ngrams of length 2

collocation frequency
british isles 6
cheddar man 5
dark skin 2
beaker people 2
population continuity 2

Important Words

  1. act
  2. adult
  3. advent
  4. affects
  5. africa
  6. age
  7. amounts
  8. analysis
  9. ancient
  10. appearance
  11. applause
  12. archeological
  13. arrive
  14. arrived
  15. arrives
  16. arriving
  17. arthur
  18. assembled
  19. attraction
  20. audience
  21. base
  22. beaker
  23. big
  24. billion
  25. billy
  26. bit
  27. blasted
  28. blue
  29. body
  30. borrowed
  31. bridge
  32. bring
  33. britain
  34. british
  35. brothers
  36. build
  37. built
  38. buried
  39. called
  40. caribbean
  41. cave
  42. caves
  43. century
  44. ceramic
  45. challenged
  46. channel
  47. cheddar
  48. childhood
  49. clear
  50. close
  51. color
  52. combat
  53. coming
  54. committing
  55. compared
  56. complete
  57. completely
  58. complex
  59. complicated
  60. components
  61. concerns
  62. conclude
  63. congratulating
  64. continent
  65. continents
  66. continuity
  67. cool
  68. country
  69. couple
  70. cox
  71. crunching
  72. curly
  73. current
  74. dark
  75. data
  76. day
  77. debate
  78. decades
  79. december
  80. deliberately
  81. detail
  82. detailed
  83. detect
  84. died
  85. digging
  86. disappointing
  87. discovered
  88. discoveries
  89. discovery
  90. display
  91. distinct
  92. distinctive
  93. ditch
  94. dna
  95. documentary
  96. drainage
  97. draw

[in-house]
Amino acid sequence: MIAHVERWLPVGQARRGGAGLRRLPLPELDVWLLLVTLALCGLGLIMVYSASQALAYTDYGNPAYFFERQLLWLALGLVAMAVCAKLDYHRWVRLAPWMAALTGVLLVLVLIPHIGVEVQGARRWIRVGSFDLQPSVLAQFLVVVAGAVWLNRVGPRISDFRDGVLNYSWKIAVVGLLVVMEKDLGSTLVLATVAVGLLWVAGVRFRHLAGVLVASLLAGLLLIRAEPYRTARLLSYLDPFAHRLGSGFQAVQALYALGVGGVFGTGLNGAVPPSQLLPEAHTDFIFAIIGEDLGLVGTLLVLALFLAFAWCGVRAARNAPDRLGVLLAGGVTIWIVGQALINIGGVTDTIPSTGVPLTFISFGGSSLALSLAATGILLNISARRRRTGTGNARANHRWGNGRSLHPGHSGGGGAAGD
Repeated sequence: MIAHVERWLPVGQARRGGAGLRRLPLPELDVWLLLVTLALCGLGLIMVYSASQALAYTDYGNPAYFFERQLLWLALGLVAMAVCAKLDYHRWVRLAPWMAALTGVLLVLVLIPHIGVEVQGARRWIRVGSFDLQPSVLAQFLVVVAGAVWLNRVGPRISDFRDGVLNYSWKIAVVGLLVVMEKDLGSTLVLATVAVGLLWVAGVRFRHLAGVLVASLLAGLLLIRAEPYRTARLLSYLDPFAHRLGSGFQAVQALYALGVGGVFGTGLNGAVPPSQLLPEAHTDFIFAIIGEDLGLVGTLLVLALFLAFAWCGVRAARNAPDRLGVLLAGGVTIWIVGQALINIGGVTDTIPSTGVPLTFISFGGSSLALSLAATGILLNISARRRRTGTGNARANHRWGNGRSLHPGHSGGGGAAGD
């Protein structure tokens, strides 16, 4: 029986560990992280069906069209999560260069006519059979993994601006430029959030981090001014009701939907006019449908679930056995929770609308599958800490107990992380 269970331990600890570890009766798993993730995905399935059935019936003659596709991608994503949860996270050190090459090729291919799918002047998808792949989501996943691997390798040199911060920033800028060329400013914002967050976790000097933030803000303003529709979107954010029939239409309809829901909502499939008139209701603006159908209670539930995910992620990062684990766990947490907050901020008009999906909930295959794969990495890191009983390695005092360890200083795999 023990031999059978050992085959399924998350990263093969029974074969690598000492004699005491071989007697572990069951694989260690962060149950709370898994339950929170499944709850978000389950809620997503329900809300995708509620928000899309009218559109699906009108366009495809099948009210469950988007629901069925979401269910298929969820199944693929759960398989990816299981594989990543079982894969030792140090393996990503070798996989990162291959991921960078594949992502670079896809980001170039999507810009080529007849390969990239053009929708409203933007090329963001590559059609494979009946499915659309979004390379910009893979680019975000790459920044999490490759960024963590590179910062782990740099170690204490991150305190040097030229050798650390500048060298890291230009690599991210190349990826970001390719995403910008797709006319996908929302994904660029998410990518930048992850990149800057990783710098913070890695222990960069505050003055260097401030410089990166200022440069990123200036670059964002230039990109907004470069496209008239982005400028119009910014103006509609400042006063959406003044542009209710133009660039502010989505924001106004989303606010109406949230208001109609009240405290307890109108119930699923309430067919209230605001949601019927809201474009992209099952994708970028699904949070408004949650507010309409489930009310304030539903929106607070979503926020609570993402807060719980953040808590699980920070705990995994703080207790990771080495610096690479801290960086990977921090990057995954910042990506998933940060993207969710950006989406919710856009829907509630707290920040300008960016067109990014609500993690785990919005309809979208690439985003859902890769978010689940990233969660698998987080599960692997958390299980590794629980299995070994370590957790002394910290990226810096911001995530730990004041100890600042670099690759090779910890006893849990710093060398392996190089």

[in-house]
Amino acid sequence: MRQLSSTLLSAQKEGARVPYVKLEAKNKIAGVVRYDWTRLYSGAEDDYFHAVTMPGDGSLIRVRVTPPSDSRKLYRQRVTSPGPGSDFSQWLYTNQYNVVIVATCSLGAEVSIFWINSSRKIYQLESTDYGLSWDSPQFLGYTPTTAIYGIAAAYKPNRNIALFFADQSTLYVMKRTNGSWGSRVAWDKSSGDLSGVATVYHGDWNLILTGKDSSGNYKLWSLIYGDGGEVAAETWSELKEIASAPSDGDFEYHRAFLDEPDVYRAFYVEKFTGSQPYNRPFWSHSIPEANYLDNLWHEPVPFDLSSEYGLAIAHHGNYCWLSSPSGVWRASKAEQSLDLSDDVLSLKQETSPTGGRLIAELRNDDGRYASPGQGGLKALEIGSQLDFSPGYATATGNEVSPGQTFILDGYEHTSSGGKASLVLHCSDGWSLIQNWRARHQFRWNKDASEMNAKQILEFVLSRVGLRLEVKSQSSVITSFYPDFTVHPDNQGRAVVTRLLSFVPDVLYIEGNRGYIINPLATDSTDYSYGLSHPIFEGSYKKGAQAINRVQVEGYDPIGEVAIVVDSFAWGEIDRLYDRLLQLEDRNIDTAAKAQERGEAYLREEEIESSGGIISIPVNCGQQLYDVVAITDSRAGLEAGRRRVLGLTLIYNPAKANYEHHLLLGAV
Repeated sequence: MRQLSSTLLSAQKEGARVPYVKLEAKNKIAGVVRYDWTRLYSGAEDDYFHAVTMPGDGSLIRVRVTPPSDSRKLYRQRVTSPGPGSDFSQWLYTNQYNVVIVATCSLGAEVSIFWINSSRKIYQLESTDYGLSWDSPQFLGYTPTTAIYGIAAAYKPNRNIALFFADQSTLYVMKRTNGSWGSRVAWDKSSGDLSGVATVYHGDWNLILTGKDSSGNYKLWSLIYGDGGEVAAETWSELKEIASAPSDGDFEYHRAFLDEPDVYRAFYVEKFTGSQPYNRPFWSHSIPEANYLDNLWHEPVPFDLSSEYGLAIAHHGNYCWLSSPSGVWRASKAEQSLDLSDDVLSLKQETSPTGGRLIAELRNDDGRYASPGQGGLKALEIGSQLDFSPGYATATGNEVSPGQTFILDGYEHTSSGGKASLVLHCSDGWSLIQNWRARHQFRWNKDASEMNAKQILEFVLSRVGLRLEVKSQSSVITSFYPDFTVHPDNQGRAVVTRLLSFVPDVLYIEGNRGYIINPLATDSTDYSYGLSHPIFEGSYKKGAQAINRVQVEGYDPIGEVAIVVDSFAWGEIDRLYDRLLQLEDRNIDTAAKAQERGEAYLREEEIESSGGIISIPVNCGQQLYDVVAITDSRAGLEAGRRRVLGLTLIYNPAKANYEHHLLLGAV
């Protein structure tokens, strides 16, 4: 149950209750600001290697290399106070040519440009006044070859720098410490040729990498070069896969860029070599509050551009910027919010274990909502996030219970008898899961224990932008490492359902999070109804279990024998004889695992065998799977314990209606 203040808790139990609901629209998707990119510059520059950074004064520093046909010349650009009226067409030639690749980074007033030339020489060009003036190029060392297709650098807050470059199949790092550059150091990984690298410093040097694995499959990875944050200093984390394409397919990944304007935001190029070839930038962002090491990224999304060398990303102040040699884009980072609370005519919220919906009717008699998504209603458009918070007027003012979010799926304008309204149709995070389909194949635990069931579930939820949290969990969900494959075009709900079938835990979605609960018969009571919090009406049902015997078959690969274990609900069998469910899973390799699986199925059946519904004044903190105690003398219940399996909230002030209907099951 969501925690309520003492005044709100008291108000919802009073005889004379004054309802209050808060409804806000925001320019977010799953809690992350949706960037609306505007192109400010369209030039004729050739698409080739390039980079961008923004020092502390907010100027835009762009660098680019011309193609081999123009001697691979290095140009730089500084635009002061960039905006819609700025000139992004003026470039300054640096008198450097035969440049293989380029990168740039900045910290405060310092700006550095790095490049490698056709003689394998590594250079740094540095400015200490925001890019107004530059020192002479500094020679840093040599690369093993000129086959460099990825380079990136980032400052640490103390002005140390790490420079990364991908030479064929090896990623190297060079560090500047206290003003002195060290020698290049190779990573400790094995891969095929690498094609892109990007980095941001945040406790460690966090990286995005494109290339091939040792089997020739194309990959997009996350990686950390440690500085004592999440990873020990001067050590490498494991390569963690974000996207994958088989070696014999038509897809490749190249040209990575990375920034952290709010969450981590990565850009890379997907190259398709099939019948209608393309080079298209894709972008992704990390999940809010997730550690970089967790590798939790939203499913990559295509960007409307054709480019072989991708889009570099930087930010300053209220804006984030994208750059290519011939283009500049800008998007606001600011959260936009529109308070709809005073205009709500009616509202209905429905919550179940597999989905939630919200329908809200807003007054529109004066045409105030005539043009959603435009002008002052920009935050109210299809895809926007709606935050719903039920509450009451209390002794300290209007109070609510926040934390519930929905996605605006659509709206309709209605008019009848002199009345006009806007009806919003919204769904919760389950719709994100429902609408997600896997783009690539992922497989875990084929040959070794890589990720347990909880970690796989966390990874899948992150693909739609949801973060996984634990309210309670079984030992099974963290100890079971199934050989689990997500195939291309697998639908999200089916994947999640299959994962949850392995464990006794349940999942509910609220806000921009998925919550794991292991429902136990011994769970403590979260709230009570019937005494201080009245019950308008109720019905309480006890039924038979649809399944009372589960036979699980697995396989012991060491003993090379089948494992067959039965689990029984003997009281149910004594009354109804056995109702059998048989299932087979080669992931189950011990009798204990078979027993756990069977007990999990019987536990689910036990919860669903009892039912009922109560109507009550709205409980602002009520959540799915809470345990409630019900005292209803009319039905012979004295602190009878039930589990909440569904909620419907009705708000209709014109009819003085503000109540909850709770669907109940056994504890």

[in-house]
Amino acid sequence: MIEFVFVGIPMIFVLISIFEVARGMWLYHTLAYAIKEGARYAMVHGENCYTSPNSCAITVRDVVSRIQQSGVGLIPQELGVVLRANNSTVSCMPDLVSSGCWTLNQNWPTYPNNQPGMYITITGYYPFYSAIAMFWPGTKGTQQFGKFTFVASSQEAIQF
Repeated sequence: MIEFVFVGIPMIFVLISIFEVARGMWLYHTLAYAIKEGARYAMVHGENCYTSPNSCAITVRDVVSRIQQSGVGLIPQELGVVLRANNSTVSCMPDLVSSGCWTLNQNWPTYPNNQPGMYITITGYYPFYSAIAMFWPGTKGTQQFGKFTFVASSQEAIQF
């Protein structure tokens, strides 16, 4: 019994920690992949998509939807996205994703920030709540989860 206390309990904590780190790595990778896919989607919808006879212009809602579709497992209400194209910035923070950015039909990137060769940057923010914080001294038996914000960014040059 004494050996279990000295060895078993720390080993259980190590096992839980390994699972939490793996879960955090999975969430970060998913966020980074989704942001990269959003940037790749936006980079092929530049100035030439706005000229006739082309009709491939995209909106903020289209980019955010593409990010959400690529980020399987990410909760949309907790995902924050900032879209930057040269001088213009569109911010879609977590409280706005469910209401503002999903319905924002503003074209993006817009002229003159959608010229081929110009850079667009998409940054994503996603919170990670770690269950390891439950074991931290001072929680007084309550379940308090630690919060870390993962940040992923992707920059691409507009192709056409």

98. earlier
  99. early
  100. easily
  101. east
  102. england
  103. english
  104. englishman
  105. enjoyed
  106. enjoying
  107. eurasian
  108. europe
  109. events
  110. eventually
  111. evidence
  112. evidences
  113. excavated
  114. expand
  115. expect
  116. expecting
  117. experts
  118. explore
  119. exploring
  120. extreme
  121. extremely
  122. eye
  123. eyes
  124. face
  125. facial
  126. fact
  127. farmers
  128. farming
  129. feature
  130. find
  131. firstly
  132. flashing
  133. flooding
  134. folks
  135. forensic
  136. galleries
  137. gap
  138. generally
  139. generated
  140. genetic
  141. genetically
  142. genocidal
  143. genome
  144. germany
  145. globalization
  146. good
  147. gorge
  148. gough
  149. gracile
  150. graph
  151. greece
  152. grey
  153. group
  154. guy
  155. hair
  156. handle
  157. happen
  158. happened
  159. head
  160. heated
  161. heroes
  162. history
  163. horde
  164. human
  165. hungary
  166. ideas
  167. identified
  168. importance
  169. important
  170. including
  171. india
  172. indirectly
  173. individual
  174. individuals
  175. information
  176. initially
  177. interested
  178. interesting
  179. island
  180. isles
  181. issue
  182. joined
  183. jump
  184. jumps
  185. kind
  186. landmass
  187. language
  188. large
  189. late
  190. laughter
  191. led
  192. lengthy
  193. long
  194. lot
  195. luxembourg
  196. major
  197. male
  198. man
  199. mass
  200. media
  201. method
  202. migrant
  203. migration
  204. migrations
  205. millennia
  206. modern
  207. moment
  208. moved
  209. movement
  210. moving
  211. museum
  212. nation
  213. natural
  214. neatly